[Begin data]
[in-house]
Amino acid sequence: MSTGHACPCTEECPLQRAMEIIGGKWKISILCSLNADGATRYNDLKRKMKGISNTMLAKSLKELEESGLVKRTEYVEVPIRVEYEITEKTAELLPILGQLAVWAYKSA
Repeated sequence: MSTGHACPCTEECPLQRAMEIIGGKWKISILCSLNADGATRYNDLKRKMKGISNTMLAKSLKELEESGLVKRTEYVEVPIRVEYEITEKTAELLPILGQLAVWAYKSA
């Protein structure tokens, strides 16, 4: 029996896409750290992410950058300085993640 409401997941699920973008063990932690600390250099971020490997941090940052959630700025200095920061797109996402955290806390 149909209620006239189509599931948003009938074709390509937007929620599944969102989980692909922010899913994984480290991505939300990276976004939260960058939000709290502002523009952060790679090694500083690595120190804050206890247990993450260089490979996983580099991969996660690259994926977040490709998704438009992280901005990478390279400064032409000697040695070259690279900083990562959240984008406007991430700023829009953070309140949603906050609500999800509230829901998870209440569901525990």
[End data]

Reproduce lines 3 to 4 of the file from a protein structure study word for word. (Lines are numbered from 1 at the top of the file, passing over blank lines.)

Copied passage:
Repeated sequence: MSTGHACPCTEECPLQRAMEIIGGKWKISILCSLNADGATRYNDLKRKMKGISNTMLAKSLKELEESGLVKRTEYVEVPIRVEYEITEKTAELLPILGQLAVWAYKSA
């Protein structure tokens, strides 16, 4: 029996896409750290992410950058300085993640 409401997941699920973008063990932690600390250099971020490997941090940052959630700025200095920061797109996402955290806390 149909209620006239189509599931948003009938074709390509937007929620599944969102989980692909922010899913994984480290991505939300990276976004939260960058939000709290502002523009952060790679090694500083690595120190804050206890247990993450260089490979996983580099991969996660690259994926977040490709998704438009992280901005990478390279400064032409000697040695070259690279900083990562959240984008406007991430700023829009953070309140949603906050609500999800509230829901998870209440569901525990």